If you want to run a python script in the background you can use an ampersand(&). But at first, we need to prepare our script for this.

For example, we have a python file At first, we need to add execution permission for this file using the next command:

chmod +x

Then I recommend adding a shebang line to the top of this file. This allowed you don't indicate in the terminal that it is a python script.

#!/usr/bin/env python3

Now we need some logic that will show us that the script is running in the background. For example, a simple script that will have been printing time during the next ten seconds.

Script content:

 #!/usr/bin/env python3

from datetime import datetime

start_time =
print(f"Start time: {'%H:%M:%S')}")

interval = 10

while interval != 0:
    if ( - start_time).seconds == 1:
        start_time =
        print(f"Current time: {'%H:%M:%S')}")
        interval -= 1

Using only ampersand (&)

For running the script use the next command:

your/path/ > output.log &

We save the script's output to the log file, so after running this command we will get output like this in the terminal:

[1] 3010186

This is a process id (PID). If you want to stop the script before its ending you can use the kill command:

kill PID

It is also possible to kill the process by using pkill command. If you run a few scripts with the same name they all will be stopped.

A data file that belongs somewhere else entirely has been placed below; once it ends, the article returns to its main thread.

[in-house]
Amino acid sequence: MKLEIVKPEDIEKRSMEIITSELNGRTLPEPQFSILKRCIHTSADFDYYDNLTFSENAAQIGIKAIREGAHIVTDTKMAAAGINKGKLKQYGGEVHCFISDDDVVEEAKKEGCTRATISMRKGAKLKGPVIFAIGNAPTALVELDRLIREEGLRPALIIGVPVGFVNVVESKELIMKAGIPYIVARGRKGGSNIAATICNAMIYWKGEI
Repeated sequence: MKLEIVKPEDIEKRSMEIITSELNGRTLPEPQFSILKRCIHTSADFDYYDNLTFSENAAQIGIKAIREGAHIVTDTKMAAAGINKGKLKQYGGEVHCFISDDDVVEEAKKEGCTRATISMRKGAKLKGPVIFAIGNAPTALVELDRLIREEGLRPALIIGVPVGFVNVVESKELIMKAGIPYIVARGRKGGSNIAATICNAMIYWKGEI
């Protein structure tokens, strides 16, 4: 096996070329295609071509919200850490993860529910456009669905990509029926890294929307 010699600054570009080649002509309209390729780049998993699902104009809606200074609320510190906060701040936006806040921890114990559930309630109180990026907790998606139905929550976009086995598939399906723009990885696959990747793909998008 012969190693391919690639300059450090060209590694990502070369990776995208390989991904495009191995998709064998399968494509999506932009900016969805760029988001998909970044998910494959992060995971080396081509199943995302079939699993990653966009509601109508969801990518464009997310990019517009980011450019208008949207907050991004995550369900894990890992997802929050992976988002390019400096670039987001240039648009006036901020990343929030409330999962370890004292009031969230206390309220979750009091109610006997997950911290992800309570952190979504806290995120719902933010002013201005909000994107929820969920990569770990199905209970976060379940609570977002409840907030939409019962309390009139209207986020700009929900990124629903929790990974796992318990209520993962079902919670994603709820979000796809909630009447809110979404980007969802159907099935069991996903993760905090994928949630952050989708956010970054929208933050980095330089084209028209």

pkill -f

We can see our process using the next command:

ps ax | grep

Command output:

3010186 pts/0    R      0:03 python3 ./
3012286 pts/1    S+     0:00 grep --color=auto

After finishing the process all script output will be saved to output.log. It has the next content:

Start time: 10:46:21
Current time: 10:46:22
Current time: 10:46:23
Current time: 10:46:24
Current time: 10:46:25
Current time: 10:46:26
Current time: 10:46:27
Current time: 10:46:28
Current time: 10:46:29
Current time: 10:46:30
Current time: 10:46:31

The background script seems to work perfectly, but it's not quite true. For example, if you use ssh session connection, the disconnect will stop our script. As a solution, you could use nohup or a better screen. This allows us to return to the script after reconnecting the session.

Using the 'screen' command for background scripts

At first, you need to install the screen. Use the next command for this:

sudo apt install screen

Now we can run our script using the screen command. We need a little to modify the command for the identical logging as in the previous heading. For that, we need to add the next keys: -L for resolving logging and -Logfile path/to/filename.log to indicate log file (by default screenlog.0)

screen -L -Logfile ./output.log ./ &

Despite the screen output, logging still saves to our log file. 

Let's check the process list during performing the screen command using the next command:

ps ax | grep

Command output:

3038184 pts/0    S      0:00 screen -L -Logfile ./output.log ./
3038185 ?        Ss     0:00 SCREEN -L -Logfile ./output.log ./
3038186 pts/3    Rs+    0:03 python3 ./
3038214 pts/1    S+     0:00 grep --color=auto

You can also detach the screen using Ctrl + a and also return back to the screen using the command screen -r.